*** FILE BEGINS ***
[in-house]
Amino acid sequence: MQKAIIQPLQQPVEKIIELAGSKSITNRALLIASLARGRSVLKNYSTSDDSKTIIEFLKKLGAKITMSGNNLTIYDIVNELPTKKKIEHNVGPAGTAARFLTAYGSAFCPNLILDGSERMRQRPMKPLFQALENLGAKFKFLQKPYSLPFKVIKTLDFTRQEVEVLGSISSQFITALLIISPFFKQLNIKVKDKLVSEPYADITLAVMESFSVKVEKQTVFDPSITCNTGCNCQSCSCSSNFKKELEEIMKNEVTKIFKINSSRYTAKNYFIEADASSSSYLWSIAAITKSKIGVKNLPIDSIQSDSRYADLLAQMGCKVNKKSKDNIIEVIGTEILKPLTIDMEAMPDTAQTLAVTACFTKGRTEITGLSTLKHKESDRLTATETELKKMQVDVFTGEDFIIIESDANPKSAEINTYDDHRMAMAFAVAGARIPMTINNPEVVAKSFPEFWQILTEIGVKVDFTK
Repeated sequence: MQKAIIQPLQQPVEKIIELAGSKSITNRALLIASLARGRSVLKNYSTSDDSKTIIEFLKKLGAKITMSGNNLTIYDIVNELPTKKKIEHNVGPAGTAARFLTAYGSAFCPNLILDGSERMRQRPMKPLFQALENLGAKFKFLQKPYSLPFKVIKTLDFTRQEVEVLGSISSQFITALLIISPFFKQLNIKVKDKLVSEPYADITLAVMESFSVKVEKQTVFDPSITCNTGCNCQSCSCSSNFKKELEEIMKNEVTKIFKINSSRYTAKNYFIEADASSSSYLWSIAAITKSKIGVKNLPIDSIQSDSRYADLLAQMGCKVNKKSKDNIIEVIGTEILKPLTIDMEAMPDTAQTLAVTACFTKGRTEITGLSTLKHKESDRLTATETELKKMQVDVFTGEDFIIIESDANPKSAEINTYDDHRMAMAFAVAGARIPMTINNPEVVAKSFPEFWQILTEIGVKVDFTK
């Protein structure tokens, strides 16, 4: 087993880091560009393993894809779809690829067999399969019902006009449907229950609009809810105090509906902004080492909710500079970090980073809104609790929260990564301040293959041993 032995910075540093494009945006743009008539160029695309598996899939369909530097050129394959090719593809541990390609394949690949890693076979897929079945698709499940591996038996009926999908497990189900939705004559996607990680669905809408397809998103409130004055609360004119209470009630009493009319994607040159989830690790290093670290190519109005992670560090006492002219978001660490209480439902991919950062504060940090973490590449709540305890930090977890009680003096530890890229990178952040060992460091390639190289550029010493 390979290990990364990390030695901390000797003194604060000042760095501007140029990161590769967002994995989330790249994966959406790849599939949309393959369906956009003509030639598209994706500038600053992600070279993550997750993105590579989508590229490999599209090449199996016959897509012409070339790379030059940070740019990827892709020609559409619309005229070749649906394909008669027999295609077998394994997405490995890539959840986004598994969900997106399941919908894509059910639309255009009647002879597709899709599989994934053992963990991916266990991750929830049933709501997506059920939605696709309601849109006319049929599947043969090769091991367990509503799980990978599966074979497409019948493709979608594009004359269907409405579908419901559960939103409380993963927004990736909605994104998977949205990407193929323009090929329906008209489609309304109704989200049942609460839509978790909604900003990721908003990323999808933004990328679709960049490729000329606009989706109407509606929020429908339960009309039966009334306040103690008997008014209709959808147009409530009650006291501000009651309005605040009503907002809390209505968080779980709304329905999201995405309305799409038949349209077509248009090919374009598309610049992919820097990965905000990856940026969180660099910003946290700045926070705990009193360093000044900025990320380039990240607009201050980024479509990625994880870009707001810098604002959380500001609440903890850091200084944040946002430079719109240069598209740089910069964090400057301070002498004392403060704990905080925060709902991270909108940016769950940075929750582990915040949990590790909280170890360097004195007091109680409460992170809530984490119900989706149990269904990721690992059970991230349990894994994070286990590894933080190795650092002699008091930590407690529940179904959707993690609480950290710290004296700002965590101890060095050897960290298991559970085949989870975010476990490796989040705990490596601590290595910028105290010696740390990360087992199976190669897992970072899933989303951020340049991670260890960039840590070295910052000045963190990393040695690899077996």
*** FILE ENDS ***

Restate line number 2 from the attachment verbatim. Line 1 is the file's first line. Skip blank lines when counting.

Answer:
Amino acid sequence: MQKAIIQPLQQPVEKIIELAGSKSITNRALLIASLARGRSVLKNYSTSDDSKTIIEFLKKLGAKITMSGNNLTIYDIVNELPTKKKIEHNVGPAGTAARFLTAYGSAFCPNLILDGSERMRQRPMKPLFQALENLGAKFKFLQKPYSLPFKVIKTLDFTRQEVEVLGSISSQFITALLIISPFFKQLNIKVKDKLVSEPYADITLAVMESFSVKVEKQTVFDPSITCNTGCNCQSCSCSSNFKKELEEIMKNEVTKIFKINSSRYTAKNYFIEADASSSSYLWSIAAITKSKIGVKNLPIDSIQSDSRYADLLAQMGCKVNKKSKDNIIEVIGTEILKPLTIDMEAMPDTAQTLAVTACFTKGRTEITGLSTLKHKESDRLTATETELKKMQVDVFTGEDFIIIESDANPKSAEINTYDDHRMAMAFAVAGARIPMTINNPEVVAKSFPEFWQILTEIGVKVDFTK